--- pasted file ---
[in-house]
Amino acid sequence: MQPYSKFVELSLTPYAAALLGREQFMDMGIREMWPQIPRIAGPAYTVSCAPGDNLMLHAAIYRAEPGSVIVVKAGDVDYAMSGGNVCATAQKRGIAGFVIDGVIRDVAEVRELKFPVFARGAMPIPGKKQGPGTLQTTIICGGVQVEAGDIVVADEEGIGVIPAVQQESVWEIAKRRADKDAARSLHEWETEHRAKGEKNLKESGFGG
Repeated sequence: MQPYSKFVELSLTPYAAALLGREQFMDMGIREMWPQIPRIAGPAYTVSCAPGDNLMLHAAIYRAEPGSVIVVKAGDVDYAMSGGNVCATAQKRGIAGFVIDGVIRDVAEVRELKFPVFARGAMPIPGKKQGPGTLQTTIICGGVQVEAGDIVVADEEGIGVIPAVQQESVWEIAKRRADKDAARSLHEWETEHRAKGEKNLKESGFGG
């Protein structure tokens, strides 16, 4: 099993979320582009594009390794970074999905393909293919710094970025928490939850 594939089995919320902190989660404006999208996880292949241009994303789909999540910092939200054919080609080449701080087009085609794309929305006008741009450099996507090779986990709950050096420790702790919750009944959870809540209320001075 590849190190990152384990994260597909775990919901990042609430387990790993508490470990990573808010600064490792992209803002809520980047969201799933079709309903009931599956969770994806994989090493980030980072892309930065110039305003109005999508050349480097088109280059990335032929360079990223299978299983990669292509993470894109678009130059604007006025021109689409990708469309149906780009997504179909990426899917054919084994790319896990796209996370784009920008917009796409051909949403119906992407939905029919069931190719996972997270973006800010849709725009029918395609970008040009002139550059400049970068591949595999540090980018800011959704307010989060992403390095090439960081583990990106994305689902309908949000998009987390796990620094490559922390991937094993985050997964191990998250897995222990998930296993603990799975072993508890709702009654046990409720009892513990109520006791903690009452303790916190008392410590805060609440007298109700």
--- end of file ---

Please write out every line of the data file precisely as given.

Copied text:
[in-house]
Amino acid sequence: MQPYSKFVELSLTPYAAALLGREQFMDMGIREMWPQIPRIAGPAYTVSCAPGDNLMLHAAIYRAEPGSVIVVKAGDVDYAMSGGNVCATAQKRGIAGFVIDGVIRDVAEVRELKFPVFARGAMPIPGKKQGPGTLQTTIICGGVQVEAGDIVVADEEGIGVIPAVQQESVWEIAKRRADKDAARSLHEWETEHRAKGEKNLKESGFGG
Repeated sequence: MQPYSKFVELSLTPYAAALLGREQFMDMGIREMWPQIPRIAGPAYTVSCAPGDNLMLHAAIYRAEPGSVIVVKAGDVDYAMSGGNVCATAQKRGIAGFVIDGVIRDVAEVRELKFPVFARGAMPIPGKKQGPGTLQTTIICGGVQVEAGDIVVADEEGIGVIPAVQQESVWEIAKRRADKDAARSLHEWETEHRAKGEKNLKESGFGG
């Protein structure tokens, strides 16, 4: 099993979320582009594009390794970074999905393909293919710094970025928490939850 594939089995919320902190989660404006999208996880292949241009994303789909999540910092939200054919080609080449701080087009085609794309929305006008741009450099996507090779986990709950050096420790702790919750009944959870809540209320001075 590849190190990152384990994260597909775990919901990042609430387990790993508490470990990573808010600064490792992209803002809520980047969201799933079709309903009931599956969770994806994989090493980030980072892309930065110039305003109005999508050349480097088109280059990335032929360079990223299978299983990669292509993470894109678009130059604007006025021109689409990708469309149906780009997504179909990426899917054919084994790319896990796209996370784009920008917009796409051909949403119906992407939905029919069931190719996972997270973006800010849709725009029918395609970008040009002139550059400049970068591949595999540090980018800011959704307010989060992403390095090439960081583990990106994305689902309908949000998009987390796990620094490559922390991937094993985050997964191990998250897995222990998930296993603990799975072993508890709702009654046990409720009892513990109520006791903690009452303790916190008392410590805060609440007298109700």